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Charlottes Web E.B.WHITE AudioBook NEW CD

Charlottes Web E.B.WHITE AudioBook NEW CD

Charlotte's Web

by E . B White

Read by the Author

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Charlotte's Web by E. B. White Audio Book CD  

Brand New: Unabridged  Still shrink wrapped 3.5hrs 3 CDs 

Wilbur is the pet piglet of a young girl named Fern Arable. On the morning after he was born, he was going to be killed by Fern's father John, because he was a runt in his litter of 11. Unfortunately, when he grows into an adult pig, Fern is forced to take him to the Zuckerman farm, where he will be prepared as dinner in due time.

Charlotte A. Cavatica, a spider, lives in the space above Wilbur's sty in the Zuckermans' barn; she befriends Wilbur and decides to help prevent him from being eaten. With the help of the other barn animals, including a rat named Templeton, she convinces the Zuckerman family that Wilbur is special by spelling out such descriptions as "Some Pig" in her web. Charlotte gives her full name as "Charlotte A. Cavatica", revealing her as a barn spider, an orb-weaver spider with the scientific name Araneus cavaticus.


About the Author E.B. White

E.B. White was born in Mount Vernon, New York and graduated from Cornell University with a Bachelor of Arts degree in 1921. He picked up the nickname "Andy" at Cornell, where tradition confers that monicker on any student named White, after Cornell co-founder Andrew Dickson White. He wrote for The Seattle Times and Seattle Post-Intelligencer and worked as an ad man before returning to New York City in 1924.

He published his first article in The New Yorker magazine in 1925, then joined the staff in 1927 and continued to contribute for six decades. Best recognized for his essays and unsigned Notes and Comment pieces that were widely read as the magazine grew in influence, he gradually became the most important contributor to The New Yorker at a time when it was arguably the most important American literary magazine. He also served as a columnist for Harper's Magazine from 1938 to 1943.

In the late 1930s he turned his hand to children's fiction on behalf of a niece, Janice Hart White. His first children's book, Stuart Little, was published in 1945, and Charlotte's Web appeared in 1952. Both were highly acclaimed, and in 1970 jointly won the Laura Ingalls Wilder Medal, a major prize in the field of children's literature. In the same year, he published his third children's novel, The Trumpet of the Swan. In 1973, that book received the Seqouyah Award from Oklahoma and the William Allen White Award from Kansas, both of which were awarded by students voting for their favorite book of the year.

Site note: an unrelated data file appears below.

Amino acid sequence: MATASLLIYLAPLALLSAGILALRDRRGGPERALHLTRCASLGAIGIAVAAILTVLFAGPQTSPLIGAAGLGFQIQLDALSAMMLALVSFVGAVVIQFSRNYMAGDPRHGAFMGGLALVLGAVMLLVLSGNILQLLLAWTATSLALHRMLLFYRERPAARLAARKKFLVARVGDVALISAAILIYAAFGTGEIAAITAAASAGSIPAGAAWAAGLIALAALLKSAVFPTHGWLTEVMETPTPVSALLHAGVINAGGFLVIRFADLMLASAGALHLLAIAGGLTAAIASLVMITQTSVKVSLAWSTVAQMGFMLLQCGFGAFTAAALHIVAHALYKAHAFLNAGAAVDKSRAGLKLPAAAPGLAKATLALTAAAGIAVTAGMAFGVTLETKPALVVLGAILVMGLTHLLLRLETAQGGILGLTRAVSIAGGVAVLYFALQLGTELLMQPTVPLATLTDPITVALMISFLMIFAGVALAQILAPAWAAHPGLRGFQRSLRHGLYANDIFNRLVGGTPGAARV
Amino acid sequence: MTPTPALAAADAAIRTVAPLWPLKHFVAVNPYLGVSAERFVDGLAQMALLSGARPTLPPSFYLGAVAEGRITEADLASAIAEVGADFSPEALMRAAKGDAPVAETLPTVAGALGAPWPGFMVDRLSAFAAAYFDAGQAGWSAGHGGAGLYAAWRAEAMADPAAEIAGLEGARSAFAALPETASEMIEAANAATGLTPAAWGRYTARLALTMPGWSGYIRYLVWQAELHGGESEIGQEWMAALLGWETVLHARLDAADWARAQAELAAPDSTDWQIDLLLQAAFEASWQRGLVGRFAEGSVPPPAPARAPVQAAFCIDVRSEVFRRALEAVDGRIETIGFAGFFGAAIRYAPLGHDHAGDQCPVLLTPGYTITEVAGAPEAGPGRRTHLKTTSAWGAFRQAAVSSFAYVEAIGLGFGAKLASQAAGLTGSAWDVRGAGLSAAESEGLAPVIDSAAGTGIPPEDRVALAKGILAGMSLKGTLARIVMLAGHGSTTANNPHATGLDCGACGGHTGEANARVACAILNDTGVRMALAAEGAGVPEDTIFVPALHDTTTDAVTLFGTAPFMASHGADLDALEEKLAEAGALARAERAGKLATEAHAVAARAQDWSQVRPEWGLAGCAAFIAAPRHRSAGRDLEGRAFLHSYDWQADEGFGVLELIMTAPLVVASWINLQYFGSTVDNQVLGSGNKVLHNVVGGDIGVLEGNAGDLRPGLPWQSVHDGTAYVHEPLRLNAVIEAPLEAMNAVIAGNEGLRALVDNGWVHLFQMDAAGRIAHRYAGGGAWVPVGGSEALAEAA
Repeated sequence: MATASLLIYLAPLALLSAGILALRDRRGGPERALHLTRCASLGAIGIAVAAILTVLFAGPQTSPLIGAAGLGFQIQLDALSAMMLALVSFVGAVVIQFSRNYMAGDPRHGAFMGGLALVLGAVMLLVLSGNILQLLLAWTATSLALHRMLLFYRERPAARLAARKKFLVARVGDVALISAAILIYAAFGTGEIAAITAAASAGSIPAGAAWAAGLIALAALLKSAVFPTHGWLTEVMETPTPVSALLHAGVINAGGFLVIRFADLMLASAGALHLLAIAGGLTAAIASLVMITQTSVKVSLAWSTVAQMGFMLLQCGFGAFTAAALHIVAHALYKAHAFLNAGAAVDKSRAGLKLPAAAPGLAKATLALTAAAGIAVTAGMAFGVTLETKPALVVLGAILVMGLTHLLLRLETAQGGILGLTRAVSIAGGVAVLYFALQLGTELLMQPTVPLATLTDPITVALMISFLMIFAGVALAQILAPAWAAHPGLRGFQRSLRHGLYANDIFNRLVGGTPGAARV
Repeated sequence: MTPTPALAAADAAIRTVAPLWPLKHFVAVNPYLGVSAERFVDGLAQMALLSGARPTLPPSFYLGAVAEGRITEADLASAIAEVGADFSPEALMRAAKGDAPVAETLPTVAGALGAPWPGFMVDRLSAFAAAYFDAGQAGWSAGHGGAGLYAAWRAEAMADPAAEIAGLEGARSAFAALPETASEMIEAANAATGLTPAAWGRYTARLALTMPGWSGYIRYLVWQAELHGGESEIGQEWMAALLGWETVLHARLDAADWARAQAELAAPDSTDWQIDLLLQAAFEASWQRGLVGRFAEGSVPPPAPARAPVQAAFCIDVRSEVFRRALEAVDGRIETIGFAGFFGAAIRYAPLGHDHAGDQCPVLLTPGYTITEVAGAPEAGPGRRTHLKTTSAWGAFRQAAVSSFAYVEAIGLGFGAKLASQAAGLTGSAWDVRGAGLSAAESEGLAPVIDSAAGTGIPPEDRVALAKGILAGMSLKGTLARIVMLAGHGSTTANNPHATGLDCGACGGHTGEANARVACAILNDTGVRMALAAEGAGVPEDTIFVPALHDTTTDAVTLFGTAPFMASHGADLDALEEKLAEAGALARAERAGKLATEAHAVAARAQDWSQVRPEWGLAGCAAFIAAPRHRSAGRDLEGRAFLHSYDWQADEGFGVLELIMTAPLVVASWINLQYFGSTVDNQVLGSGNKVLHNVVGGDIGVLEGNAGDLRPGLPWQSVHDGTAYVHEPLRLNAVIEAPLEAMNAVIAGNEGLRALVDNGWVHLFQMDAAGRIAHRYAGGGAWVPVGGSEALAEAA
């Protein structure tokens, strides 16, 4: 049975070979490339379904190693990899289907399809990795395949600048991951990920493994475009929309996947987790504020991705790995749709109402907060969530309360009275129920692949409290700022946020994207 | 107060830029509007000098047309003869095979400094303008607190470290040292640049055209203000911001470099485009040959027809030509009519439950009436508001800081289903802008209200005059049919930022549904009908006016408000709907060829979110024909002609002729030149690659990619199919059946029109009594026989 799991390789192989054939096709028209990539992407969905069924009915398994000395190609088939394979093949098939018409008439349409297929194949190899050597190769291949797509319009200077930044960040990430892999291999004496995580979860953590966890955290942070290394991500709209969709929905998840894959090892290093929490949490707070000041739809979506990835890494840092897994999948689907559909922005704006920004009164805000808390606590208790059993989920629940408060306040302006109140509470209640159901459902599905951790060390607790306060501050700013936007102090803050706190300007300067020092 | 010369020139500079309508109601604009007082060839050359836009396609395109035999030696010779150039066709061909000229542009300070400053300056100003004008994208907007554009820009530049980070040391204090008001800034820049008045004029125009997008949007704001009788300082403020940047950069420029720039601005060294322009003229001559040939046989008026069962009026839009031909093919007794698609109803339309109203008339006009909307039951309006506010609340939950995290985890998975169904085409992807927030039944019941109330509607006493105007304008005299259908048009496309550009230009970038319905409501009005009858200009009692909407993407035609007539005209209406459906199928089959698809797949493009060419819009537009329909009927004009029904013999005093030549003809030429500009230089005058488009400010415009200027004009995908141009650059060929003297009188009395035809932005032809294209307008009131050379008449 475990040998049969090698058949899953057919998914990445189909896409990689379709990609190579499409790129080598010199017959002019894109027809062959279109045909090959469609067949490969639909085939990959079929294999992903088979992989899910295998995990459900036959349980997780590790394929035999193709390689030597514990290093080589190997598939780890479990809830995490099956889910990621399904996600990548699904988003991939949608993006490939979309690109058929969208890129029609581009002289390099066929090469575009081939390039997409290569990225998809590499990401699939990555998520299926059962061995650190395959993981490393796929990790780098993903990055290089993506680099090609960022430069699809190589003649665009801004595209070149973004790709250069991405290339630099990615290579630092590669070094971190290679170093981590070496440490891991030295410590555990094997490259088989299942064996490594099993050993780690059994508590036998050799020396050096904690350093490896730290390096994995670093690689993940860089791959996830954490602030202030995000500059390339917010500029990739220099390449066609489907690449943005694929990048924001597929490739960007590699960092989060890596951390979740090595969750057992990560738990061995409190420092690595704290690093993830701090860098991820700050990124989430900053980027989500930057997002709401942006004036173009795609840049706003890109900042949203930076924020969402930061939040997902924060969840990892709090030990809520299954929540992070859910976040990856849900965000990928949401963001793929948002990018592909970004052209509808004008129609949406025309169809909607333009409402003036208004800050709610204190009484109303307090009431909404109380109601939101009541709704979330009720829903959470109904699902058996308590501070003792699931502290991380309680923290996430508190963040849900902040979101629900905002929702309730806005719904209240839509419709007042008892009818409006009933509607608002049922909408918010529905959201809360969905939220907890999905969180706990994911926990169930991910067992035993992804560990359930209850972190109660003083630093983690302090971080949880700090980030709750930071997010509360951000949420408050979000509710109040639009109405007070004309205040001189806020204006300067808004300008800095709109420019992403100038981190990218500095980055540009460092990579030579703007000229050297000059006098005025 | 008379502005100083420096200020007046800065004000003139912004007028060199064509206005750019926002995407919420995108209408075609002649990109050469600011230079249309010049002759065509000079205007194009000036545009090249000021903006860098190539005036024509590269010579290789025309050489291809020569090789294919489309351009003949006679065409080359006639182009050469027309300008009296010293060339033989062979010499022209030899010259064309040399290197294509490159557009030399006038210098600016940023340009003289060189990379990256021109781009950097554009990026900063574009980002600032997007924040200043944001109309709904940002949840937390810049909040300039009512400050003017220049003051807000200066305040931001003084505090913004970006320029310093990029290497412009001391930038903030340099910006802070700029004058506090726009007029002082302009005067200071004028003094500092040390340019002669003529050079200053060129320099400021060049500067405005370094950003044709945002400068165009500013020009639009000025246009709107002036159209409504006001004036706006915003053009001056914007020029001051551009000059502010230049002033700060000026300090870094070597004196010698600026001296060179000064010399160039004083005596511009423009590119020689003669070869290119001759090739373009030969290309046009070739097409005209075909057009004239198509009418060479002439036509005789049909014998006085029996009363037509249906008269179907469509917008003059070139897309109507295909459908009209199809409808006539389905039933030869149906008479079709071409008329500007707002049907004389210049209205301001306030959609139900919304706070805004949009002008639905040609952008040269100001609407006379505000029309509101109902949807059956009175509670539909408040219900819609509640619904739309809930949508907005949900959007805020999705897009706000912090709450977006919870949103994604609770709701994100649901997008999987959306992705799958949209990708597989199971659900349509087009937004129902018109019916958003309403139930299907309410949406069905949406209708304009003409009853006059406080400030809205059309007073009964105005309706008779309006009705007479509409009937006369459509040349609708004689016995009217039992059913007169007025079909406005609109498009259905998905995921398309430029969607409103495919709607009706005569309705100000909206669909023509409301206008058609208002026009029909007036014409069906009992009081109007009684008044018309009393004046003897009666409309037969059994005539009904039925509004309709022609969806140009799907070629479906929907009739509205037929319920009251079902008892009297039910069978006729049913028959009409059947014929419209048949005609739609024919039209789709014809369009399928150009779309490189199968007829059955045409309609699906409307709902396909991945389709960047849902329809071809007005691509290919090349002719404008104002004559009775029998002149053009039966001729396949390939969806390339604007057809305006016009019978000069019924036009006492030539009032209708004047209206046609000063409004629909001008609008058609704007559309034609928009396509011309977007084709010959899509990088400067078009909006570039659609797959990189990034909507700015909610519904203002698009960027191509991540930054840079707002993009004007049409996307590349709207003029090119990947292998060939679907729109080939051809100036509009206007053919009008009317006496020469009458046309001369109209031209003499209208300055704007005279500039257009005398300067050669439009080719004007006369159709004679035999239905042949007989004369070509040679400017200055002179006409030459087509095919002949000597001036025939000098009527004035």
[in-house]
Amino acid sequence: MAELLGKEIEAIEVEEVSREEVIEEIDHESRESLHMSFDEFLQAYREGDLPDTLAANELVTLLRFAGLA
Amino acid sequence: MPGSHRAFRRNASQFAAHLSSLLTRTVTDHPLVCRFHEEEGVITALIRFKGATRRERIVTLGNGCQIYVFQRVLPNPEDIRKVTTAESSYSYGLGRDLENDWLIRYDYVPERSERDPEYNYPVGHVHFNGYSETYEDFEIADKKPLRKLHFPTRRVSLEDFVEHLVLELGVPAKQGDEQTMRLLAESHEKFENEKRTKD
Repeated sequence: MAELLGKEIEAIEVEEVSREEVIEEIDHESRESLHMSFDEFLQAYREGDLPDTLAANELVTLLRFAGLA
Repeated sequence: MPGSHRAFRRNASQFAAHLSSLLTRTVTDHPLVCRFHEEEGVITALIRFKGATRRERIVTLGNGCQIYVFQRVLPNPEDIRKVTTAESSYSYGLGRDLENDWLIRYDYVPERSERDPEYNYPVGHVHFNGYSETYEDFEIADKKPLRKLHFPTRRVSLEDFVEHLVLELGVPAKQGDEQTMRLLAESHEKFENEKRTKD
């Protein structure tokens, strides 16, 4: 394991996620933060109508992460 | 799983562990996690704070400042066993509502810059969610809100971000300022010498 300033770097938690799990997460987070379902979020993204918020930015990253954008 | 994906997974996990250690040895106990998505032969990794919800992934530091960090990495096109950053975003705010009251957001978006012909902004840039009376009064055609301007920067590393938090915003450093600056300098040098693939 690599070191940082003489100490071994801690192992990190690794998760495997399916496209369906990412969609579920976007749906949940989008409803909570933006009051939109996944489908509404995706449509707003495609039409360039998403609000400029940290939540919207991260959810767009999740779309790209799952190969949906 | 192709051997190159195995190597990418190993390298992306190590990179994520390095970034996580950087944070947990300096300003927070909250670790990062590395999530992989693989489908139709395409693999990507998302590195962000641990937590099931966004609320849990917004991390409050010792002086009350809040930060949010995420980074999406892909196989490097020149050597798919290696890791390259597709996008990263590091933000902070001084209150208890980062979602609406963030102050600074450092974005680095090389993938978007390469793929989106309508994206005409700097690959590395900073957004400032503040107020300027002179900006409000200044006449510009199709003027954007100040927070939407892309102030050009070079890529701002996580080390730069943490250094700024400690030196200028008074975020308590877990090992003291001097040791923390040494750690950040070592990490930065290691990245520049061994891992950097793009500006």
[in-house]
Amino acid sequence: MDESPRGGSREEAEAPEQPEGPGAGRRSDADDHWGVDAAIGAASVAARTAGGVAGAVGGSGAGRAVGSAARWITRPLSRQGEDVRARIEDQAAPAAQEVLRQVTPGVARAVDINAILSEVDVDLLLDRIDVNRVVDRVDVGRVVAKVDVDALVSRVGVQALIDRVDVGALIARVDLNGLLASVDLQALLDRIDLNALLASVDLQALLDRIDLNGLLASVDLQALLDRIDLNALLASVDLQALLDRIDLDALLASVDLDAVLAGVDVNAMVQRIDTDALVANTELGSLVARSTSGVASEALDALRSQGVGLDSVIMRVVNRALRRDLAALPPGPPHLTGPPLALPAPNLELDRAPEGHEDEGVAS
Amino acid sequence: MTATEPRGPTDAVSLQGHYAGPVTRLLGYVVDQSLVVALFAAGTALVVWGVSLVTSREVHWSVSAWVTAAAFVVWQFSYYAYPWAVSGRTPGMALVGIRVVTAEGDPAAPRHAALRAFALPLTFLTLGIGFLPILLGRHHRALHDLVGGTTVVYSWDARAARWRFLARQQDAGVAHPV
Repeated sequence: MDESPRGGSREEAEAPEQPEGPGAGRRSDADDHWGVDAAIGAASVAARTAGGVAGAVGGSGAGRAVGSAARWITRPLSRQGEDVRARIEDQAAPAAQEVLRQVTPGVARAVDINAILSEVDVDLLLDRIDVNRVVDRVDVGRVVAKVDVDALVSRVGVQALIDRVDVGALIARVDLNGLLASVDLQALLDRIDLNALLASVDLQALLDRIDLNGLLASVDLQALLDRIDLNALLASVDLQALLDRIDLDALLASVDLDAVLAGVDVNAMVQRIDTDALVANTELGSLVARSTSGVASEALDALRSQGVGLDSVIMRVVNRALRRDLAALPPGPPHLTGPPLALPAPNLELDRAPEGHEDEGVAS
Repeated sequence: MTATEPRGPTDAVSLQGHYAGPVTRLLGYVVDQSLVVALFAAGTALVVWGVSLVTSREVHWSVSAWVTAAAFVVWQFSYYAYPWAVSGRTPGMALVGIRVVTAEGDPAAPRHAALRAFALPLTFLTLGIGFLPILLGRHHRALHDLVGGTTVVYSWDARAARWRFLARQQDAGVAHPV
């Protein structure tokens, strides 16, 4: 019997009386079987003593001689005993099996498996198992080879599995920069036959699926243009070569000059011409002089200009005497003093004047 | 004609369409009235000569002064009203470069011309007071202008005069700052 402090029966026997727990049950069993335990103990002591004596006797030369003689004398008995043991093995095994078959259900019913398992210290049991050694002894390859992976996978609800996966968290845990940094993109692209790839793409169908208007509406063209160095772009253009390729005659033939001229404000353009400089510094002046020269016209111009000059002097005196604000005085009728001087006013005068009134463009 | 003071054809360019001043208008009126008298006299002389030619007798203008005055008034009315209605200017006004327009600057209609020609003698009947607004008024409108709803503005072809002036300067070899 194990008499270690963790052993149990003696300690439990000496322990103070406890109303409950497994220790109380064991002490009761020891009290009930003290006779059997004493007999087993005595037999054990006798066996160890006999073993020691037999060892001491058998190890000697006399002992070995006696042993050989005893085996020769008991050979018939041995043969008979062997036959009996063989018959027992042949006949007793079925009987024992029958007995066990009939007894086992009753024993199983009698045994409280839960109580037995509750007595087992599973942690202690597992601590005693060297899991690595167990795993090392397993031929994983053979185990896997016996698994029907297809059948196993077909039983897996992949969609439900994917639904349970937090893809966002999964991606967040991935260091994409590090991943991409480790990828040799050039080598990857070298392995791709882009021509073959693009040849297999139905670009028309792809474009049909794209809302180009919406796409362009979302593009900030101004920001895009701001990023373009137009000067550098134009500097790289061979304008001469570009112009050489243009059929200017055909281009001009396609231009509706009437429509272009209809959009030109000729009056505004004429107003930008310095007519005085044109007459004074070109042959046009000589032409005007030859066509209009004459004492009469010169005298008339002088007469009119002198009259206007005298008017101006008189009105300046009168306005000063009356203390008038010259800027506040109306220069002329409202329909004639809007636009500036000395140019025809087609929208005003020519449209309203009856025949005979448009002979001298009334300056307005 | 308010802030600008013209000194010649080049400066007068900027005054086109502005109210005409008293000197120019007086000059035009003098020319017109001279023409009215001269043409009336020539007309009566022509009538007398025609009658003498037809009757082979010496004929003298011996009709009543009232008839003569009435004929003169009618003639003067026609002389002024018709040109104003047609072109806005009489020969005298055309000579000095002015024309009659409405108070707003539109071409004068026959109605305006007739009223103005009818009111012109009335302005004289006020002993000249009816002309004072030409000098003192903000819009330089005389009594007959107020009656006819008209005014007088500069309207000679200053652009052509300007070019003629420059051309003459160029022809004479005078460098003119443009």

In 1959 he edited and updated The Elements of Style. A handbook of grammatical and stylistic do's and don't's for writers of American English, it had been written and published in 1918 by William Strunk Jr., a professor under whom White had studied at Cornell. White's rework of the book was extremely well received, and further editions of the work followed in 1972, 1979, and 1999; an illustrated edition followed in 2005. That same year, a New York composer named Nico Muhly premiered a short opera based on the book. The volume is a standard tool for students and writers, and remains required reading in many composition classes.

In 1978, White was awarded a special Pulitzer Prize for his work as a whole. Other awards he received included a Presidential Medal of Freedom in 1963, and memberships in a variety of literary societies throughout the United States. White was also a world federalist, and once said

"Government is the thing. Law is the thing. Not brotherhood, not international cooperation, not security councils that can stop war only by waging it...Where does security lie, anyway - security against the thief, the murderer? In brotherly love? Not at all. It lies in government."

White married Katharine Sergeant Angell in 1929, also an editor at the magazine and author (as Katharine White) of Onward and Upward in the Garden. They had a son, Joel White, a naval architect and boatbuilder, owning Brooklin Boatyard in Brooklin, Maine. Katharine's son from her first marriage, Roger Angell, has spent decades as a fiction editor for the New Yorker and is well-known as the magazine's baseball writer.

White's style was wry, understated, thoughtful, and informed. He was widely regarded as a master of the English language, noted for clear, well-constructed, and charming prose. Many readers single out his essay "Here Is New York," written for Holiday magazine in 1948 and published in book form the next year, for its distillation of the bittersweet pleasures of New York City life. It was widely quoted after the terrorist attacks of September 11, 2001, because of a passage--written at the beginning of the age of nuclear weapons--in which he talks about New York's vulnerability: :"The city, for the first time in its long history, is destructible. A single flight of planes no bigger than a wedge of geese can quickly end this island fantasy, burn the towers, crumble the bridges, turn the underground passages into lethal chambers, cremate the millions. The intimation of mortality is part of New York in the sound of the jets overhead, in the black headlines of the latest edition."

He died on October 1, 1985 at his farm home in North Brooklin, Maine, after a long fight with Alzheimer's disease and was interred at the Brooklin Cemetery

Charlotte's Web by E. B. White Audio Book CD

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